Old rivalries die hard

CHAD SCARSBROOK -- Winnipeg Sun

, Last Updated: 11:39 AM ET

When Rod Hill was originally contacted earlier this summer to chat about his new life outside of Winnipeg, he was very excited about updating the Blue Bombers fans he called "rabid." Just not at that exact moment.

"Call me back when we're playing Saskatchewan," Hill said during the initial phone conversation.

Why?

"'Cause I hate 'em. Hate 'em with a passion."

Fair enough. About a month later, Hill had mellowed -- but just a bit.

"Hate is a very strong word," he said. "I don't know if hate is the right word. I don't particularly like anybody that's played against the Blue Bombers."

While that may be true, you can bet the Roughriders are right at the top of the list for Hill. Especially after a Labour Day incident back in 1990.

"I remember the time when Milson Jones -- he was a fullback for (Saskatchewan) -- hit me in a place ... we'll call it my special area. I took it personal," Hill said with a laugh.

Hill manned the corner for the Bombers for five seasons between 1988-1992, winning two Grey Cups in the process.

"I really appreciated (the Cup wins)," said Hill. "It's a very hard to win. If you go through the league -- you look at a player like Milt Stegall. He's a great player who's done everything he can possibly do but he's never had the opportunity to put that ring on. It's so hard to win the Cup."

Part of the last team to bring the Grey Cup to the 'Peg in 1990, Hill said the Bombers actually used the frigid Winnipeg winter to their advantage.

"Everyone talks about the (cold) weather, but we used to look forward to it," said Hill. "We were good teams in July and August but we were great teams in September and October when it became very cold outside."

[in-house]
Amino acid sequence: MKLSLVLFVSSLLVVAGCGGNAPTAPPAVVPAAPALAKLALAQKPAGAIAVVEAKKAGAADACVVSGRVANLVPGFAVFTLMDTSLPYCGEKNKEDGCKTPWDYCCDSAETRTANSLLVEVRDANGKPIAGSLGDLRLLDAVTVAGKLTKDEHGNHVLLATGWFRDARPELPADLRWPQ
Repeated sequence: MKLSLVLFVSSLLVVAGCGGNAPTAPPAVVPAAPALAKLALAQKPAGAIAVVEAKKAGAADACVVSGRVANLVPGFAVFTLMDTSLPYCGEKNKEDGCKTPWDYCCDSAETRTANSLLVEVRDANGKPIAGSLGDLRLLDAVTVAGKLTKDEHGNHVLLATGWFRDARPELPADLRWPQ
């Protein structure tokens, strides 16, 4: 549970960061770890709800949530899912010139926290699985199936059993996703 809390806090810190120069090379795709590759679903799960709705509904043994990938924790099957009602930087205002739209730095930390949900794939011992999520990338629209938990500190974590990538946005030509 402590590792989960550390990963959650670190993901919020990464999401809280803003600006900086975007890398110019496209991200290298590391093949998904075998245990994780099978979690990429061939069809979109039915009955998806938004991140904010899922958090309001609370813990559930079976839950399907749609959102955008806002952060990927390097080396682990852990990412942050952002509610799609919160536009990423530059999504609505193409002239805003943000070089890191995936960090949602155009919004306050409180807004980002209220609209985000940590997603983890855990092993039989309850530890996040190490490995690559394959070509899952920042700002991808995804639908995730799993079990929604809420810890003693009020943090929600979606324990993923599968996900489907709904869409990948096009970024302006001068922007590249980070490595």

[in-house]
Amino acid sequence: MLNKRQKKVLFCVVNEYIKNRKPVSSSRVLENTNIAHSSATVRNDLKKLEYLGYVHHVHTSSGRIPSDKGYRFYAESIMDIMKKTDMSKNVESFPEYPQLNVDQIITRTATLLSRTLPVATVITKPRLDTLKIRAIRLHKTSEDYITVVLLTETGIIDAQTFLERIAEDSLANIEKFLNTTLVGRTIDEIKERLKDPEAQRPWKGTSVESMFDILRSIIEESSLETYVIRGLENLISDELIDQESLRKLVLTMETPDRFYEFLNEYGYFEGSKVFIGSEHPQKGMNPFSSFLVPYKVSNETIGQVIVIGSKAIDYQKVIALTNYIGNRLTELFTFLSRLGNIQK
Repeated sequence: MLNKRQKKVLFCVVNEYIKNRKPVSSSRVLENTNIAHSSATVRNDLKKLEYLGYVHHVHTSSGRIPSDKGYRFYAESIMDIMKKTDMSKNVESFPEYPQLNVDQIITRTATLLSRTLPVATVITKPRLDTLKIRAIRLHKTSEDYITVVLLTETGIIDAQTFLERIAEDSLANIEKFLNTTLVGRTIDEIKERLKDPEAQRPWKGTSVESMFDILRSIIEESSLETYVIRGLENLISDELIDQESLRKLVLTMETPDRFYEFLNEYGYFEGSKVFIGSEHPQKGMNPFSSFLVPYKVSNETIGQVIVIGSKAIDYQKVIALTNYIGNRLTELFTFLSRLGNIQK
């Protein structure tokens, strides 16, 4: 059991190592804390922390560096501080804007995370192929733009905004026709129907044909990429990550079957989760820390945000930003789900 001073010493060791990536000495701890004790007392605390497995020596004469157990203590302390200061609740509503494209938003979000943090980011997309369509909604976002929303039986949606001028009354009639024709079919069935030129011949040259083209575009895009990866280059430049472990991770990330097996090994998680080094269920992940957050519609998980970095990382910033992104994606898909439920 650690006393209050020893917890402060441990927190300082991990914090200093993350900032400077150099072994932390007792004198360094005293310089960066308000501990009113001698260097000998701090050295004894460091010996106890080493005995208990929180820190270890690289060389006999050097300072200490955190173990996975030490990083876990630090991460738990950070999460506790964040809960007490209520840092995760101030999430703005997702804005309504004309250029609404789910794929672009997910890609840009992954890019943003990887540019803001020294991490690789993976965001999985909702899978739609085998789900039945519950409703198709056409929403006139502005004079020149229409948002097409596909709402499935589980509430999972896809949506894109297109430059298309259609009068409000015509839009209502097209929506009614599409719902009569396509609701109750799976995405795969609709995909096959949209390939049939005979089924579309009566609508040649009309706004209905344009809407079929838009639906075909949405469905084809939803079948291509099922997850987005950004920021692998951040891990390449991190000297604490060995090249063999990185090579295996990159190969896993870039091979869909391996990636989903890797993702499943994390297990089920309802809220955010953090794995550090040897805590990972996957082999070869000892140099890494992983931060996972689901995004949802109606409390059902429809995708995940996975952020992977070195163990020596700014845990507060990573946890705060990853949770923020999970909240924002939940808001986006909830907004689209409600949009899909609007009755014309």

The Dallas Cowboys drafted Hill 25th overall in 1982. He played 44 games in the NFL for Dallas, Buffalo, Detroit and the Los Angeles Raiders racking up four interceptions. But a broken leg during his third year with the Cowboys took years to fully heal and he admitted he was never the same. The NFL's loss was the CFL's gain when Hill arrived in Winnipeg in 1988.

"In the NFL, it's about the entertainment," said Hill. "The CFL is more focused on events surrounding the game and real fans not buying $500 seats. Everybody was the same."

Hill said he still "bleeds blue" and loved hanging around Lyle Bauer, James West and Greg Battle, among others.

After years of working as a banker in Winnipeg, Hill now manages a Wal-Mart in Orangeville, Ont., about 80 km northwest of Toronto. His career after football is something he's always attributed to the Winnipeg Football Club.

"They gave me the opportunity to do more than be a football player as I was interested in a career after football," said Hill. "They helped me get a jump-start in the business community."


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